Week Four: Realism

According to prolific film critic Andre Bazin, what all filmmakers had in common was a desire to put cinema at the service of what he called a “fundamental faith” in reality. The credibility of a film did not come from its authenticity but from the identity between the image and its object. For Bazin, realism was a style whose chief elements were the long take, deep focus, limited editing and, when possible, the use of non-professional, or at least relatively unknown actors. Realism for Bazin was the essence of cinema and its keys were simplicity, purity, and transparency.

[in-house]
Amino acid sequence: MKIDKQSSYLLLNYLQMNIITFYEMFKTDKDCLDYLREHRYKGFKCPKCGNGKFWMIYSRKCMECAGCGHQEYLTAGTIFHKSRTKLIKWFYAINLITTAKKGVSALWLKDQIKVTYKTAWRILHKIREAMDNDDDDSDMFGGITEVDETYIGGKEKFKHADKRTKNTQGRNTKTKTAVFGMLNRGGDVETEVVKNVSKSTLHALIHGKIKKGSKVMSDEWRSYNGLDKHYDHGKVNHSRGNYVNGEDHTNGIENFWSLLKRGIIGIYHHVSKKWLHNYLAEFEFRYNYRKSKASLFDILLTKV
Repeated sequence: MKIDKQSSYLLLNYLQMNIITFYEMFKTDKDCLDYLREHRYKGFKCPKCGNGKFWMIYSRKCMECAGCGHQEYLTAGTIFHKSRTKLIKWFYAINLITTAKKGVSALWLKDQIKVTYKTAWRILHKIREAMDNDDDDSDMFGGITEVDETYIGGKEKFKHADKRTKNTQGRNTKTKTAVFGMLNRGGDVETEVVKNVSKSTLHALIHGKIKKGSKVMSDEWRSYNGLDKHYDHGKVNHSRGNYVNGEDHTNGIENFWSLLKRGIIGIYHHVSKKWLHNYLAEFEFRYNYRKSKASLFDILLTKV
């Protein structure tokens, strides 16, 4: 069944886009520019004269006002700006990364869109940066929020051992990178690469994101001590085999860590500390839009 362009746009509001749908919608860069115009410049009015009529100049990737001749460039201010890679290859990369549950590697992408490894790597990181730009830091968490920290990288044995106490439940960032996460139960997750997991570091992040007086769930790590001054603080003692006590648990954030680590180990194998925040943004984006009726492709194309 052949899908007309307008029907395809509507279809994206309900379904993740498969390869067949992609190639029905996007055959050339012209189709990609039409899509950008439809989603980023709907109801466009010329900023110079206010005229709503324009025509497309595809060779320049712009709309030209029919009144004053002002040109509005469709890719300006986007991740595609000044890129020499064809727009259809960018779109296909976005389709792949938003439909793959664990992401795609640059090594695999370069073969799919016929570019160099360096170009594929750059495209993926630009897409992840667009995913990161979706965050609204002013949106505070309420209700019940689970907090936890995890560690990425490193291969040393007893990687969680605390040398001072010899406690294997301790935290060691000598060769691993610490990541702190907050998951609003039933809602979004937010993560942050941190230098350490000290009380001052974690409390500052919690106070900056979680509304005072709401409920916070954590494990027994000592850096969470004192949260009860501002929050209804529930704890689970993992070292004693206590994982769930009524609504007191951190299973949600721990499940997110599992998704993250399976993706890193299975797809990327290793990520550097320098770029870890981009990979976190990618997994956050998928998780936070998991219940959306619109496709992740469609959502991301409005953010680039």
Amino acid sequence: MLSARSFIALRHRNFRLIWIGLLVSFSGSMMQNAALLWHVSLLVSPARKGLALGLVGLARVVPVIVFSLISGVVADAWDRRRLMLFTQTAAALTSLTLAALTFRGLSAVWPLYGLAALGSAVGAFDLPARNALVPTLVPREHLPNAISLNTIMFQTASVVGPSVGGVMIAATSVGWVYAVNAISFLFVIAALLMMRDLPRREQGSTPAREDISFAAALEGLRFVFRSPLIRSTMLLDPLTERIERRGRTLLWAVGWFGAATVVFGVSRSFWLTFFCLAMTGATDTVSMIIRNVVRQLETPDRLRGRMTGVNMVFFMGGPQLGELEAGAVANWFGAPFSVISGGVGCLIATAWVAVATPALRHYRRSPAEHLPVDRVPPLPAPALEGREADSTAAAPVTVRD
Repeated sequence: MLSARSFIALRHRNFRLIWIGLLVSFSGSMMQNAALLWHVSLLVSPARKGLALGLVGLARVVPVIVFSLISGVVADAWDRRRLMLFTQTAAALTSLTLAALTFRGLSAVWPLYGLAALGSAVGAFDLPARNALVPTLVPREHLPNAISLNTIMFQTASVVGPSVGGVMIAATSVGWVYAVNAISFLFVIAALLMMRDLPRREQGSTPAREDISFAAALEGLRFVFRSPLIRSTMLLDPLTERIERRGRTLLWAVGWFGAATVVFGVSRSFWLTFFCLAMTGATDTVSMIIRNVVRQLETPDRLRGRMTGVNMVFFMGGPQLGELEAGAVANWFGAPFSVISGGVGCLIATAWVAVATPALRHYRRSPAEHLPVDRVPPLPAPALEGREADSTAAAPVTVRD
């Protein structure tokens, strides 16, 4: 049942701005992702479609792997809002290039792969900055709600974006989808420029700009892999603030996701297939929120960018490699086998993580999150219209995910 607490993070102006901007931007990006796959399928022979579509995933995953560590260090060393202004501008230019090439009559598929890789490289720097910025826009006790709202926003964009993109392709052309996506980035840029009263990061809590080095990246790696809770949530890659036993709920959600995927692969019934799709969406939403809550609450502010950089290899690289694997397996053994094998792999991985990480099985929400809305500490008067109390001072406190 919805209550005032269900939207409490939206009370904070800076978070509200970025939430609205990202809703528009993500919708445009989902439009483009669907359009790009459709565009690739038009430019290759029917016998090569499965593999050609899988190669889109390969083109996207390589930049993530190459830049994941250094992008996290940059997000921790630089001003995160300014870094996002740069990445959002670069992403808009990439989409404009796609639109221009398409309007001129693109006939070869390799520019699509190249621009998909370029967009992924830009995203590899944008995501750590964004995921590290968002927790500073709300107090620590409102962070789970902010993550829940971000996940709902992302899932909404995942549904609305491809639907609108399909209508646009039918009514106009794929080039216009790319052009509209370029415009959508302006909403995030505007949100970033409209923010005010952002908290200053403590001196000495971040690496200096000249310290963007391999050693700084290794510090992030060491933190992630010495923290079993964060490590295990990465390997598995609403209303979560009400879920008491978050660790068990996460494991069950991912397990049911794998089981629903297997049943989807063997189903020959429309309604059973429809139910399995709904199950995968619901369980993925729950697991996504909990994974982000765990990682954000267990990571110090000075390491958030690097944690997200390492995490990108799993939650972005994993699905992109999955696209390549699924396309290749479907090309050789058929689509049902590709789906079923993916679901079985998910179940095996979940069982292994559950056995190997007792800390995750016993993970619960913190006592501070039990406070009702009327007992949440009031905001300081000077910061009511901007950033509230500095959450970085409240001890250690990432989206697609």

Like Bazin, Kracauer argued that of all the arts, film is uniquely qualified to record physical reality. Kracauer conceded that many films combine realist with formalist tendencies, but he concluded the films that make us “experience aspects of physical reality are the most valid aesthetically.” Kracauer cites that the best moment in Laurence Olivier’s Hamlet (1948) is not Shakespeare’s text, or Olivier’s acting, or even his direction, but a moment when the camera, almost by inadvertence, frames a window of Elsinore castle and lets us see the “real ocean” in all its force. Thus, in essence, what Kracauer is saying is that realism reasserts all that is before the camera.



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